by Jonathan Laxamana
There are a million apps in the Apple App Store (a million!). For busy educators, what’s the best way to find an iPad app that you can trust will meet your needs and be appropriate for your students? Should your first stop be the App Store? Maybe. It does offer an education category with collections of apps clustered by grade and by topic, and it offers featured and best-of lists—but the apps topping those lists are primarily determined by download volume, not reviews. Before you rush headlong into the App Store, check some review websites. Here are our favorite app review sites for K–12 iPad apps. To honor them, we gave each its own review.
Common Sense Media—a California-based advocacy group for digital safety and media policy for children—produces Graphite.
Pro: The website is well designed and navigable, containing punchy blurbs under an array of headings that make it easy to skim and scan to get the information you want without investing a lot of time reading narrative reviews. Metadata fields for every atomized detail you’d want (platform, grade, standard, etc.) make a trip here immersive once you get searching. This site’s organization, search-ability, and its Field Notes from teachers make it the best site in this space.
Con: I give up looking for one.
Rating: 5 stars
This Yahoo-affiliate produces expert reviews organized by course. In addition to the website, there’s an app (a very good one).
Pro: Subject matter experts write the reviews, which prove a good read. (They are also well contextualized with subject area information and notes comparing similar apps.) The organization is clear and helps you dive deep right away. The website design looks dated, but the app is gorgeous.
Con: Search by standard is lacking, but there’s plenty else to give you a reason to view both the website and app.
Rating: 5 stars
This Australia-based blog from Greg Swanson, a senior eLearning specialist, features thumbnail reviews of apps as well as topical features.
Pro: Well curated and frequently updated, this blog has a nice tone to the review copy plus being information-rich. Its listing of Speech-to-Text apps is a must-see. In addition to coverage of the subject areas, feature posts on such cross-subject topics as Editing Video on your iPad include excellent how-to videos. Helpful comments from visitors add further value to the site.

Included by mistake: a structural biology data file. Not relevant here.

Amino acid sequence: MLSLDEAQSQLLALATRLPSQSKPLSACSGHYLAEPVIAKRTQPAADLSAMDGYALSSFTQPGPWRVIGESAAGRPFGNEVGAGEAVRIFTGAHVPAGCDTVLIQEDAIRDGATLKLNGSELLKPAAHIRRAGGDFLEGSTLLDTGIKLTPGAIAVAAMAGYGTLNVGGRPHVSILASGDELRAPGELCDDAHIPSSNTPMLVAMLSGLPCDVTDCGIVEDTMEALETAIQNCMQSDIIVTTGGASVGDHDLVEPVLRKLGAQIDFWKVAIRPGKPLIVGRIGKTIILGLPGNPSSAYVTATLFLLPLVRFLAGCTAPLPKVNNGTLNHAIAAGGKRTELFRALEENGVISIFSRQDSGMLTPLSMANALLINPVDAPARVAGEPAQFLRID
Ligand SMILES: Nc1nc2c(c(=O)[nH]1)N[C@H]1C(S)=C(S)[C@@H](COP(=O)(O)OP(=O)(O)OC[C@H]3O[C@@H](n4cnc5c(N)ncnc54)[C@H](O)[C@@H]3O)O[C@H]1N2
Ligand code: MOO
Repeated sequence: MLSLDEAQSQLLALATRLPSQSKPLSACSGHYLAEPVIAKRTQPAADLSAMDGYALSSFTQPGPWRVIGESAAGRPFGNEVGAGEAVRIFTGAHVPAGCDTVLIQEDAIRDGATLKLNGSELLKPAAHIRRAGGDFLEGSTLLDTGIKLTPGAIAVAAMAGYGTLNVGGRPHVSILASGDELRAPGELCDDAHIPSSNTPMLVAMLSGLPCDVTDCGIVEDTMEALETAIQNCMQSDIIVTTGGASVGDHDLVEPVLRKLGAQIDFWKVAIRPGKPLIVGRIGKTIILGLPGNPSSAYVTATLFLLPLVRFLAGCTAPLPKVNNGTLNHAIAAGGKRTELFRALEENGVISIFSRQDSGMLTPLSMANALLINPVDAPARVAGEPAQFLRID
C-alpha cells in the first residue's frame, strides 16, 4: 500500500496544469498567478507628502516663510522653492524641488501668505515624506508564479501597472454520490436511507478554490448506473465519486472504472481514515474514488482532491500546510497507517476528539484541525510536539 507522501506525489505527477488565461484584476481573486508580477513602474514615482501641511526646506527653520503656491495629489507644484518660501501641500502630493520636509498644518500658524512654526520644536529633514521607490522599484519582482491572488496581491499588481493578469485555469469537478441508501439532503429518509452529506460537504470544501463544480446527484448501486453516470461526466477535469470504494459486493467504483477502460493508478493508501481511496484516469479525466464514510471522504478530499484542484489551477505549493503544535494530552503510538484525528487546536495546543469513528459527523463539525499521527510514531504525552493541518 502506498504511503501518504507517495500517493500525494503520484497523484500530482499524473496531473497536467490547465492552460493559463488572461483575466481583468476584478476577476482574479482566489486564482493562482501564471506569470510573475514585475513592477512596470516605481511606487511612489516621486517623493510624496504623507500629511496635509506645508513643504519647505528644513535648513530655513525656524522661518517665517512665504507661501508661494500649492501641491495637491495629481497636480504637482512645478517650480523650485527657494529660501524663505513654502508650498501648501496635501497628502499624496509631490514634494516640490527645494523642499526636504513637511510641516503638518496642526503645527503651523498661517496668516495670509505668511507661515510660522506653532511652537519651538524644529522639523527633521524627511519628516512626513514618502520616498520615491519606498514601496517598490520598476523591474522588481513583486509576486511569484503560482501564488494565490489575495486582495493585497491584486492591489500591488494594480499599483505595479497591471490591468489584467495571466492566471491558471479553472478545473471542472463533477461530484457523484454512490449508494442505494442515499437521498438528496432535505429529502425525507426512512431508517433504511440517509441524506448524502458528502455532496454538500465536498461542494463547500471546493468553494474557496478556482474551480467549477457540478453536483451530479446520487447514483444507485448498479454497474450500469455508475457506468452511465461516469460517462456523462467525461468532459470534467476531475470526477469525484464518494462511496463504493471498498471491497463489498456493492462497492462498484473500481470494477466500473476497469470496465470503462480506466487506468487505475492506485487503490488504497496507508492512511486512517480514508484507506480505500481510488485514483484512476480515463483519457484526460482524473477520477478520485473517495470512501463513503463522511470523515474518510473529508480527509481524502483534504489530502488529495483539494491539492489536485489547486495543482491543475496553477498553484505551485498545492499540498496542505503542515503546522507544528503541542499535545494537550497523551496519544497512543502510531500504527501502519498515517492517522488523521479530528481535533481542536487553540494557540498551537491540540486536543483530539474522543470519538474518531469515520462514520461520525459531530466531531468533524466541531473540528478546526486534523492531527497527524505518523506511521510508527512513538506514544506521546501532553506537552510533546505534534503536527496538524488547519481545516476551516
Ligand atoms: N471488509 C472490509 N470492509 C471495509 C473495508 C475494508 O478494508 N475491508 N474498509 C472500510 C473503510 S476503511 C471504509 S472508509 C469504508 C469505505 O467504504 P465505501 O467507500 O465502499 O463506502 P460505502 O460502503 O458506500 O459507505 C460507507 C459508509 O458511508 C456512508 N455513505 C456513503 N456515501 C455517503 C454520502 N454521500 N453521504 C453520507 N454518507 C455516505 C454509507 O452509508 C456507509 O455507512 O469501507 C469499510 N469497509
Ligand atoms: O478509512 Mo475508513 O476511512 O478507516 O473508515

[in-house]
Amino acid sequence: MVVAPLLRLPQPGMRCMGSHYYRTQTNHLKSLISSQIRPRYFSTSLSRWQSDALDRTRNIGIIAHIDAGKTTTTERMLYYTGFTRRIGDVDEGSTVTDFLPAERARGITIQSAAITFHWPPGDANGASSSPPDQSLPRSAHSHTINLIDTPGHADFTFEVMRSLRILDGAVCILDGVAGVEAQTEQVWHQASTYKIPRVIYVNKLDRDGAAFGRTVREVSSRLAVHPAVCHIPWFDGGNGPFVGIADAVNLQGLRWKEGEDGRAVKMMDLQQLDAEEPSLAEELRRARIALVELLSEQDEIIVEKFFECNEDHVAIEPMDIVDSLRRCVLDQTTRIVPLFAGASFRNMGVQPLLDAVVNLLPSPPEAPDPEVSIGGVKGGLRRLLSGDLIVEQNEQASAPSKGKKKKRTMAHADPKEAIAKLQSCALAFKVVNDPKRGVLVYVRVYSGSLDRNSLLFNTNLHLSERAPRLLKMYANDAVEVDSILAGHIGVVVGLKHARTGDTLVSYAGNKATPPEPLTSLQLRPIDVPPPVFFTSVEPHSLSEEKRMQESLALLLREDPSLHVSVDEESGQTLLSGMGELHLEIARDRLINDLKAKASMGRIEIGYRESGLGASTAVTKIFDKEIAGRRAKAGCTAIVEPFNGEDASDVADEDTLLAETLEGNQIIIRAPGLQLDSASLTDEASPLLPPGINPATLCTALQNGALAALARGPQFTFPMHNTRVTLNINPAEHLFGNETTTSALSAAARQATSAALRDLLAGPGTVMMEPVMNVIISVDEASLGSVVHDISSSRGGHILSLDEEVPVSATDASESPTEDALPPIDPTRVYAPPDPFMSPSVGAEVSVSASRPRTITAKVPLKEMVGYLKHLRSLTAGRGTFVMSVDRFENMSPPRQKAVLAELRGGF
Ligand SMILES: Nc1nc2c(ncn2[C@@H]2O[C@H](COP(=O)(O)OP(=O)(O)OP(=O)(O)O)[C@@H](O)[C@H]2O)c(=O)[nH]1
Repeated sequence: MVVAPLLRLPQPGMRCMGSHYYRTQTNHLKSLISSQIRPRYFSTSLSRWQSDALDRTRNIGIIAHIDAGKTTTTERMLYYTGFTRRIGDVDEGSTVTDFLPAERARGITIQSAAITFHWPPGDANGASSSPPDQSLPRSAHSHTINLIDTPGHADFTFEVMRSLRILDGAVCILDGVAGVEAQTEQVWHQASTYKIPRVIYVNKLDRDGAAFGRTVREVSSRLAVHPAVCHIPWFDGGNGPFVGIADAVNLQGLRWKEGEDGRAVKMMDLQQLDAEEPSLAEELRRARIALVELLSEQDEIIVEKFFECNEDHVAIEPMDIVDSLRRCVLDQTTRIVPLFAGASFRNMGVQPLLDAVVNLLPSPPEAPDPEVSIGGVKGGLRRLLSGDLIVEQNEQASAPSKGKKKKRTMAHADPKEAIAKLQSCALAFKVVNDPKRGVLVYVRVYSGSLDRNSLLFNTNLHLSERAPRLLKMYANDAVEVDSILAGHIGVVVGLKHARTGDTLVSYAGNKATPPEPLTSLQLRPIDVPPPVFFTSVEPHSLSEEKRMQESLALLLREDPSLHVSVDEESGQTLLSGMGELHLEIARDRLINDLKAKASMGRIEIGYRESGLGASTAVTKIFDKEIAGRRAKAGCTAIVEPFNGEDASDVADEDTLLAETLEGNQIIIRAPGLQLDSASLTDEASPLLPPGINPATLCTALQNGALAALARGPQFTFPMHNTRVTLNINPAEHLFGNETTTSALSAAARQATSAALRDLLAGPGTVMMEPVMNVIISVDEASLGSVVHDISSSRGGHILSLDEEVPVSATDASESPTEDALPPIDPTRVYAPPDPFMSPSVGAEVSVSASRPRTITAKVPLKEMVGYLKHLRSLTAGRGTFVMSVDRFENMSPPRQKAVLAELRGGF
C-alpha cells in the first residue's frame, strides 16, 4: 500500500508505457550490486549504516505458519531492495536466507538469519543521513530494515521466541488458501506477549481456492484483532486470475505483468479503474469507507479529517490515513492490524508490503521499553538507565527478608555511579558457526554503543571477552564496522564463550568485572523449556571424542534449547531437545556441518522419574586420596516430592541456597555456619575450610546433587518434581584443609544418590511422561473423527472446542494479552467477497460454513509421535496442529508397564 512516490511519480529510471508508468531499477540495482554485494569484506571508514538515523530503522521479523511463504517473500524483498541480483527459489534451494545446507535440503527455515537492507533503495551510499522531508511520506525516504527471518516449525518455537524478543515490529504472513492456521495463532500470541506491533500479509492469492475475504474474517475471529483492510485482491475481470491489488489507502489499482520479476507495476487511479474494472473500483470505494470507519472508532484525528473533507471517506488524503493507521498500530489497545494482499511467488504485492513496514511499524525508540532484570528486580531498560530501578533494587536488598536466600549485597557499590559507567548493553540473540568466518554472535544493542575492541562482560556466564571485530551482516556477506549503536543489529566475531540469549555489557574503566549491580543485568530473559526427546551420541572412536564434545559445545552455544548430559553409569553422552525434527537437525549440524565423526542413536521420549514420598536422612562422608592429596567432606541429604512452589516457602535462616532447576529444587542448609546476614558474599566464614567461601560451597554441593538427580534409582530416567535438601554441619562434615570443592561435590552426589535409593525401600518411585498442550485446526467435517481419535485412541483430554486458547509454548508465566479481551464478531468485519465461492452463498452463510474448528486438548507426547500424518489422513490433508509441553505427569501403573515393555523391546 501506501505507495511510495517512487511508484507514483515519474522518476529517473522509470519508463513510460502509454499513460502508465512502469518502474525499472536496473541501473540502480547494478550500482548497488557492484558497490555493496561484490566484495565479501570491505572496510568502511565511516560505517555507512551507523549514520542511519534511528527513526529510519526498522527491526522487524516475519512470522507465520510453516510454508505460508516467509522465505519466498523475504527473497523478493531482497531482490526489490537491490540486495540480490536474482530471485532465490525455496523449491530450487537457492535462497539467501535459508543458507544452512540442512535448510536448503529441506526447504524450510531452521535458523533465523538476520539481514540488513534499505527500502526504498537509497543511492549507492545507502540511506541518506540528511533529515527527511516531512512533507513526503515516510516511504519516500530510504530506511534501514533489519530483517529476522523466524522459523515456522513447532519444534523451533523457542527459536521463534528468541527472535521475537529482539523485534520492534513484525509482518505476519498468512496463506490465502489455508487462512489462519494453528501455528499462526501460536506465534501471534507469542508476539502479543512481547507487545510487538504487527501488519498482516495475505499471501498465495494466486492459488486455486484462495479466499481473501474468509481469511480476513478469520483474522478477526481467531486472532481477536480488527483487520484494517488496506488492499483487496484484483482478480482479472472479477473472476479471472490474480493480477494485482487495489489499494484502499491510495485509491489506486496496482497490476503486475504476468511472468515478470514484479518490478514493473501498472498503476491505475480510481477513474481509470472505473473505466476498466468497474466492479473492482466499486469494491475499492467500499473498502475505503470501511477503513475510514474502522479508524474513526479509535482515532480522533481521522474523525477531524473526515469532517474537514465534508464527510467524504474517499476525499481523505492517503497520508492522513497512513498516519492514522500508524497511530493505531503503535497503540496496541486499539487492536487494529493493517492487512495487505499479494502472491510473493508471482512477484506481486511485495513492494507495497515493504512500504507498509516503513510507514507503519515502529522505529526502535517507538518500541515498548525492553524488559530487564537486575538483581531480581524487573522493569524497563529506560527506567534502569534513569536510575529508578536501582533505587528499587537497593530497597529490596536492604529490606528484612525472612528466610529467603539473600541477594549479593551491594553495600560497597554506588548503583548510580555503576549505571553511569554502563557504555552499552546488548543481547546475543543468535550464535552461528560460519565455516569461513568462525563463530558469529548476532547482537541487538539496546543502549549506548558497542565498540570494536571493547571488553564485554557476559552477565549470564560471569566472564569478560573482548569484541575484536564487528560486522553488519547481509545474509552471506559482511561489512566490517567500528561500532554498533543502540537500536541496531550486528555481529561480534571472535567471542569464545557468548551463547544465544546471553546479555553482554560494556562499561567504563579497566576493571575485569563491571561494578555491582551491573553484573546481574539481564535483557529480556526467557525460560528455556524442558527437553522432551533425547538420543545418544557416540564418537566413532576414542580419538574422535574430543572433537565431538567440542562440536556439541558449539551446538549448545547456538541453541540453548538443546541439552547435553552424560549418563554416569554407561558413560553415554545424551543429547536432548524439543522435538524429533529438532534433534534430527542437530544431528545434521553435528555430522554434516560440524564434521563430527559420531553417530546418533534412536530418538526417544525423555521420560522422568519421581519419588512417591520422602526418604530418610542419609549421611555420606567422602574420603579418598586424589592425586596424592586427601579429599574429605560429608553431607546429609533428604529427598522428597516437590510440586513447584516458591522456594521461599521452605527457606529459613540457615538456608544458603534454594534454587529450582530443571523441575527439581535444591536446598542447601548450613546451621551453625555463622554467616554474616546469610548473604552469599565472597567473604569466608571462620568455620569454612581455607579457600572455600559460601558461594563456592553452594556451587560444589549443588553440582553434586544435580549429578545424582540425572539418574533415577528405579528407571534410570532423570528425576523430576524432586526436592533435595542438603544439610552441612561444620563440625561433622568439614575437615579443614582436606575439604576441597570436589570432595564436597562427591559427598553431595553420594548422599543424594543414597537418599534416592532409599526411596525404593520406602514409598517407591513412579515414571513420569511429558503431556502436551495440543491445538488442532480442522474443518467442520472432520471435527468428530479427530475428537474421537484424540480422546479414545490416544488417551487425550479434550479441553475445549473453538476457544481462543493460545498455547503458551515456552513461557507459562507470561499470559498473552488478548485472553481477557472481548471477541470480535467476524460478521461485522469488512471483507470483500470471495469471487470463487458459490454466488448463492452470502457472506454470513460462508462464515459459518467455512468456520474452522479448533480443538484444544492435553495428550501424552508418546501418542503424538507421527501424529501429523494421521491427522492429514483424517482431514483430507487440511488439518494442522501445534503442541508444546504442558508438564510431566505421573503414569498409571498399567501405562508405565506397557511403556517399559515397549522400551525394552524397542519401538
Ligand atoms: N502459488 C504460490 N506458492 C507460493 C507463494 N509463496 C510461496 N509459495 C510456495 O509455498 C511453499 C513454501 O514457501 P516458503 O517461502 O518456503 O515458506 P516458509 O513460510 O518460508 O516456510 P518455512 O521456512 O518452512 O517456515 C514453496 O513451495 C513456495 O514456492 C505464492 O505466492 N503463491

Con: You need to dig into the copy to find grade and standard connections, but that’s no reason to skip a trip down under to this blog.
Rating: 4 stars
This is a blog from Maine-based educator Richard Byrne, who also produces a valuable blog on free edtech resources.
Pro: Visually stimulating, this blog presents as variable-column hypertext that invites you to keep searching and finding resources you may not have first realized you were looking for.
Con: The site is inviting and searchable, but you have to get to know it to find what you need. It’s worth a try to see if the schema matches your searching (i.e. learning) style.
Rating: 4 stars
This resource from a consortium of Apple Distinguished Educators includes a multitude of search pathways and ancillary resources.
Pro: You can search by learning style and Bloom’s Taxonomies, and you can even translate results into 19 languages within the site. This group has a strong presence across the major social media platforms (Facebook, Twitter, You Tube, etc.) with related reviews and content.
Con: Finding reviews takes a bit of wending through drop-down menus with additional curricular resources (although those curricular resources are a plus of this outlet.)
Rating: 3 stars
This website, maintained by the Victoria, Australia, department of education, contains thumbnail app reviews alongside long-form case studies.
Pro: The reviews are brief and formal and include good cross-references to related apps. The mini-white-paper case studies and ancillary material are a step away and worth reading for apps you want to integrate deeply into your curriculum.
Con: Common Core State Standards and specific grades aren’t logged for the apps, but this Australian site is impressively comprehensive and an important stop in your search to find your go-to search sites.
Rating: 3 stars
In summary, give them all a try! If you want brief capsule reviews, start with Graphite, Apps in Education, and iPad Apps for School. If you want longer-form material and more scholarly grist for your search, start with AppoLearning, Appitic, and iPads for Learning
Are there other review sites focusing on K–12 apps that you’ve found helpful? Please add a comment. I’d like to discuss and continue this thread—you can use the Leave a reply link at the top of this post.
Jonathan Laxamana is Technology Manager of Green Light Professional Development. He has more than ten years of experience in producing educational software products, video, web-based content, and mobile apps. He writes about new hardware and software, troubleshooting tips, and everything iPad.